Crude oil futures rallied after OPEC members and nonmembers decided to cut production in January

Recap: Crude oil futures rallied on Friday as OPEC members and nonmembers agreed to cut back on production starting in January. After the release of the aforementioned news, January WTI rose by more than 5%, reaching a high of $54.22, while February Brent rose above 6%, to top the session at $63.71. Despite the agreement by OPEC to trim 800,000 bpd and non OPEC members to cut 400,000 bpd, Iran, Venezuela and Libya are exempt from the deal. With exempt being a delicate word within the group, and the fact that the three countries would not sign off on a deal without an exemption, OPEC will not be releasing breakdown levels by country. This leaves the deal a little bit murky, which in turn took some of the strength out of the initial rally. Price slipped from session highs, giving back more than half the day’s gains. January WTI settled at $52.61, up $1.12, or 2.2%, for a weekly gain of 3%. February Brent settled at $61.67 a barrel, up $1.61, or 2.68%, for a weekly gain of 3.7%.   January RBOB rose 3.7% to $1.486 a gallon, for a weekly rise of about 6%, and January heating oil settled at $1.886 a gallon, up 1.5% for the session, with a weekly gain of 3.1%.   

Technical Analysis: WTI continued to rebound off of the $50 level made earlier in the week, as it worked its way toward the $55 level. Coming into this week, we would look for a run at the $55 level and then reevaluate the market at that time. Above $55, additional resistance is set at $58.80. To the downside, the 10-day moving average, currently set at $51.88, will be an area to contend with, as this market has been unable to sustain weakness and strength above this technical indicator. Below the 10-day moving average, additional support is set at $50.93 and $50.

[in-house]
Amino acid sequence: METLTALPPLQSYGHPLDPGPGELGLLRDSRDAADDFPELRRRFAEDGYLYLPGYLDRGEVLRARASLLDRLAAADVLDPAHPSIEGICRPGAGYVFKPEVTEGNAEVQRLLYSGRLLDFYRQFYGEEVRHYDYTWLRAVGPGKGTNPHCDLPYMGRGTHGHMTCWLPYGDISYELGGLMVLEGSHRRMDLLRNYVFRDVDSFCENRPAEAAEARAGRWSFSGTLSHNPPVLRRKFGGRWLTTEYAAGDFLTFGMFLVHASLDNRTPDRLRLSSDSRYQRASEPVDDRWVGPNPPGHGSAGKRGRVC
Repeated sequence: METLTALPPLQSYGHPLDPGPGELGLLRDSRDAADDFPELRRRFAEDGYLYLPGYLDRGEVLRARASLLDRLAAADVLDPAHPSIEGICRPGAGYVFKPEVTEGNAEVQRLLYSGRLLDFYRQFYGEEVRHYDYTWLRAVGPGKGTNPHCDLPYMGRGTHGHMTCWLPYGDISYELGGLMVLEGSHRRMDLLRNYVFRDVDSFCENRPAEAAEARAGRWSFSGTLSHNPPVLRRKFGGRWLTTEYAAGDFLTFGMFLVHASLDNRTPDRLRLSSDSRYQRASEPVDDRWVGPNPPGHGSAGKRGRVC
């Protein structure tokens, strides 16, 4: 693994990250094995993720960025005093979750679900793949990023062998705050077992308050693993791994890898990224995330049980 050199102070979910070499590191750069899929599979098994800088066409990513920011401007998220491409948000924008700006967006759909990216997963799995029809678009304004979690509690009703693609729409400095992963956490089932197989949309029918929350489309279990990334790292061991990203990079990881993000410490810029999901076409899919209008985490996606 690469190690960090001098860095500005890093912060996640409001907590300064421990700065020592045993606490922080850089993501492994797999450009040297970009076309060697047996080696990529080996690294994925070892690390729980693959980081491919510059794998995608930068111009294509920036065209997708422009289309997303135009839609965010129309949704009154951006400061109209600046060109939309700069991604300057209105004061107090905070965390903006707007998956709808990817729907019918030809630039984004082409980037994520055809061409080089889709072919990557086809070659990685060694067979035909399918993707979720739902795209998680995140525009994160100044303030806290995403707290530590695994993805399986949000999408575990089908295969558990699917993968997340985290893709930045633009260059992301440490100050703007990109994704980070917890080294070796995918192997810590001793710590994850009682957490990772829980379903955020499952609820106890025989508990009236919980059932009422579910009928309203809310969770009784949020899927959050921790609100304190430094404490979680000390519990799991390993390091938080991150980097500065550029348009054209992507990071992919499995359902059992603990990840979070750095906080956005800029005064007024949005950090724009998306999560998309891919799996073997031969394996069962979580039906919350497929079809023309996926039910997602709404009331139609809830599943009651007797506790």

Fundamental News: OPEC and a coalition of oil producers led by Russia reached an agreement on Friday.  Under the deal, OPEC along with Russia and its allies will cut oil output by 1.2 million bpd.  OPEC nations would cut their output by 800,000 bpd and the Russia-led group would cut output by the remaining 400,000 bpd.  As part of the deal, Russia will cut its output by 230,000 bpd or 2% from October 2018 levels, slightly less than Saudi Arabia’s 250,000 bpd output cut.  OPEC granted exemptions to Iran, Libya, Venezuela and Nigeria which had argued to be excluded from the cuts due to economic strife in their countries. 

Saudi Arabia’s Energy Minister, Khalid al-Falih, said Saudi Arabia will more than bear its share of output cuts.  He said Saudi Arabia’s oil output in December will total about 10.7 million bpd and its January oil allocation will be 10.2 million bpd.  He said OPEC production would not be cut too deeply to allow US shale output to grow too quickly.  He added that OPEC was ready to call an extraordinary meeting to fill any supply gap.  He said consumers will not be squeezed beyond what they can afford. 

Iraq’s Oil Minister, Thamer Ghadhban, said the output cut agreement is for six months and will be reviewed in April.  He said Iraq will cut its output by about 140,000 bpd.       

Baker Hughes reported that US oil drillers cut the number of rigs for the second week in three weeks.  The US oil rig count fell by 10 to 877 in the week ending December 7th. It was the largest decline since May 2016. 

Eastern Libyan oil export ports were reopened on Friday after bad weather forced their shutdown. 

IIR Energy reported that US refiners are expected to shut in 247,000 bpd of capacity in the week ending December 7th, cutting available refining capacity by 72,000 bpd from the previous week.  IIR expects offline capacity to fall to 152,000 bpd in the week ending December 14th and to 53,000 bpd in the subsequent week. 


Early Market Call – as of 9:10 AM EDT

WTI – Jan $51.51, down $1.09

RBOB – Jan $1.4593, down 2.64 cents

HO – Jan $1.8662, down 2.02 cents

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